What is so infuriating about novels like The Lovely Bones and White Oleander, is that they are just like Hollywood movies- designed to not offend, not go over anyoneís head by being too creative, not require too much thinking or attention, and ultimately- have a concept that absolutely will not disagree with oneís sentiment. The ultimate success of these novels is dependent on having the audience agree with the sentiment behind them. Unfortunately, simply agreeing with oneís sentiment does not make for good art. Itís not a wonder why most women novelists are not taken seriously. People are lazy, so the first thing to do is place everything into a category, which is basically putting an expiration date on the work. Just as the horrid Ėism terms attached to poetry, the same thing happens with fiction. If youíre a woman writer, youíre either a Chick-Lit fluff writer or a Chick-Lit fluff writer trying to pass yourself off for literature. Either way, no one will take women seriously as writers in years to come if this is all we have to show for it. Let us hope that there will be a new generation of risky writers not afraid to take a chance and try something new. And hopefully some publishers will be open-minded enough to publish it. If not, I loathe to think weíd be quoting from Fashionistas fifty years from now!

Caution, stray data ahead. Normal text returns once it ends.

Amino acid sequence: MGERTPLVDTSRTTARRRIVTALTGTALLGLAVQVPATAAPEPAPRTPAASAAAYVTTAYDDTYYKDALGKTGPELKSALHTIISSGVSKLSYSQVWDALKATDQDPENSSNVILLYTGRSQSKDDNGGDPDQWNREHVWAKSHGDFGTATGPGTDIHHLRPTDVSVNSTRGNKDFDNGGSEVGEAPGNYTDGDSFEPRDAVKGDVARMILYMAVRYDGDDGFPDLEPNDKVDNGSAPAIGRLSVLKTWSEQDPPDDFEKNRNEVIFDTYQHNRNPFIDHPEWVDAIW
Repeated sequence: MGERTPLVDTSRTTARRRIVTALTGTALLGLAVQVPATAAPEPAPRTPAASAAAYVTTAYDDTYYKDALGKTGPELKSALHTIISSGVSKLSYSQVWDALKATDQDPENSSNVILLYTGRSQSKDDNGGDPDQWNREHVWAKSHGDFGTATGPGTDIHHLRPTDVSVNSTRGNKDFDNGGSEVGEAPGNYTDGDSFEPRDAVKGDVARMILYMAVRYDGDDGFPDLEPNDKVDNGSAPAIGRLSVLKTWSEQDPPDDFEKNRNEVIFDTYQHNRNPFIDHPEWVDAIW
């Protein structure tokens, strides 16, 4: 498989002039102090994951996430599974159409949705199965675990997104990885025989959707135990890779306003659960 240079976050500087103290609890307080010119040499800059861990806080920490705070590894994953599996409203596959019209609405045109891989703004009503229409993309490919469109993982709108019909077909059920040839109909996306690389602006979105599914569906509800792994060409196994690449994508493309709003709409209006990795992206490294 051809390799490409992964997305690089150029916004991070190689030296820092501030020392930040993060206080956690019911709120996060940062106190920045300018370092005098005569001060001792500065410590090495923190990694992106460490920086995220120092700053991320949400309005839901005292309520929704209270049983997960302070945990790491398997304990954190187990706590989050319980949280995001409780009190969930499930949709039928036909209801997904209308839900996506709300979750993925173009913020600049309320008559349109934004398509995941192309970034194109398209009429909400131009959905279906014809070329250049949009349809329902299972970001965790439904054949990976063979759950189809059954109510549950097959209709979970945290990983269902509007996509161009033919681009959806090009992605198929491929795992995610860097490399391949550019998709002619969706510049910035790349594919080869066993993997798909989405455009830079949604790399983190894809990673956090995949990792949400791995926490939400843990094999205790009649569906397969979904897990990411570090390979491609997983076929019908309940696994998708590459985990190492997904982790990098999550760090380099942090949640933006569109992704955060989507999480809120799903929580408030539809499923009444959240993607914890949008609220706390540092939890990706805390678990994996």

[An expurgated version of this article originally appeared on the 2/04 Hackwriters website.]